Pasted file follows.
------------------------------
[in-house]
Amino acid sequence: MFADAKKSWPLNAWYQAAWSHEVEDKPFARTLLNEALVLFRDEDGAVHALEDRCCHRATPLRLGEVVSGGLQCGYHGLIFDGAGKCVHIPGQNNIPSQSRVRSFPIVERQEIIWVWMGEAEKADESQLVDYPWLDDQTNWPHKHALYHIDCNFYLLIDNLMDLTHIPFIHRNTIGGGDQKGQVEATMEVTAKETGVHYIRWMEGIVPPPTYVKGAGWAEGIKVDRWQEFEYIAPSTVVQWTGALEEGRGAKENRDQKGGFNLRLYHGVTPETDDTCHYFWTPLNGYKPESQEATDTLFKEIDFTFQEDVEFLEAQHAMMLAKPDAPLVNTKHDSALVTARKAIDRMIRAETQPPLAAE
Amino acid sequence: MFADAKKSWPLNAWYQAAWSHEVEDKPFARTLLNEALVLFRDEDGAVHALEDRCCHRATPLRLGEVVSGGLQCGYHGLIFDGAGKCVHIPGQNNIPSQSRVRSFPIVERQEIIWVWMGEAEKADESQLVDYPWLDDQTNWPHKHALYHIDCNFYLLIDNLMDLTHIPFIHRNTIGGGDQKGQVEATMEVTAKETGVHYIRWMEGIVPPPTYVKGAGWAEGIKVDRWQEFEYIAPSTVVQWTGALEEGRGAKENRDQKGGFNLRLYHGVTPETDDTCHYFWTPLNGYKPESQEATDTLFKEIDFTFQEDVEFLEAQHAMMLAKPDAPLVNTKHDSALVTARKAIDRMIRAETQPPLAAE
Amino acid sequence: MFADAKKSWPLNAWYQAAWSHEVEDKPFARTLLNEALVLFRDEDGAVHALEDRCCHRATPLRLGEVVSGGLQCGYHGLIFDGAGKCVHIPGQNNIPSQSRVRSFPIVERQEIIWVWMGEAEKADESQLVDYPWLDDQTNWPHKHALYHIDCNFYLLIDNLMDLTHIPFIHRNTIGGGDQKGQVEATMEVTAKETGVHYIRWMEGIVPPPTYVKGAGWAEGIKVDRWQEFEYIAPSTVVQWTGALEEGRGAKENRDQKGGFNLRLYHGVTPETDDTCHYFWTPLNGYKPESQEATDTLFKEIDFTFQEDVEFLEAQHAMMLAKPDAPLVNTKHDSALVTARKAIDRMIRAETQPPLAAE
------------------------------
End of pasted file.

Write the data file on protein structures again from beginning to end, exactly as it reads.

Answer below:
[in-house]
Amino acid sequence: MFADAKKSWPLNAWYQAAWSHEVEDKPFARTLLNEALVLFRDEDGAVHALEDRCCHRATPLRLGEVVSGGLQCGYHGLIFDGAGKCVHIPGQNNIPSQSRVRSFPIVERQEIIWVWMGEAEKADESQLVDYPWLDDQTNWPHKHALYHIDCNFYLLIDNLMDLTHIPFIHRNTIGGGDQKGQVEATMEVTAKETGVHYIRWMEGIVPPPTYVKGAGWAEGIKVDRWQEFEYIAPSTVVQWTGALEEGRGAKENRDQKGGFNLRLYHGVTPETDDTCHYFWTPLNGYKPESQEATDTLFKEIDFTFQEDVEFLEAQHAMMLAKPDAPLVNTKHDSALVTARKAIDRMIRAETQPPLAAE
Amino acid sequence: MFADAKKSWPLNAWYQAAWSHEVEDKPFARTLLNEALVLFRDEDGAVHALEDRCCHRATPLRLGEVVSGGLQCGYHGLIFDGAGKCVHIPGQNNIPSQSRVRSFPIVERQEIIWVWMGEAEKADESQLVDYPWLDDQTNWPHKHALYHIDCNFYLLIDNLMDLTHIPFIHRNTIGGGDQKGQVEATMEVTAKETGVHYIRWMEGIVPPPTYVKGAGWAEGIKVDRWQEFEYIAPSTVVQWTGALEEGRGAKENRDQKGGFNLRLYHGVTPETDDTCHYFWTPLNGYKPESQEATDTLFKEIDFTFQEDVEFLEAQHAMMLAKPDAPLVNTKHDSALVTARKAIDRMIRAETQPPLAAE
Amino acid sequence: MFADAKKSWPLNAWYQAAWSHEVEDKPFARTLLNEALVLFRDEDGAVHALEDRCCHRATPLRLGEVVSGGLQCGYHGLIFDGAGKCVHIPGQNNIPSQSRVRSFPIVERQEIIWVWMGEAEKADESQLVDYPWLDDQTNWPHKHALYHIDCNFYLLIDNLMDLTHIPFIHRNTIGGGDQKGQVEATMEVTAKETGVHYIRWMEGIVPPPTYVKGAGWAEGIKVDRWQEFEYIAPSTVVQWTGALEEGRGAKENRDQKGGFNLRLYHGVTPETDDTCHYFWTPLNGYKPESQEATDTLFKEIDFTFQEDVEFLEAQHAMMLAKPDAPLVNTKHDSALVTARKAIDRMIRAETQPPLAAE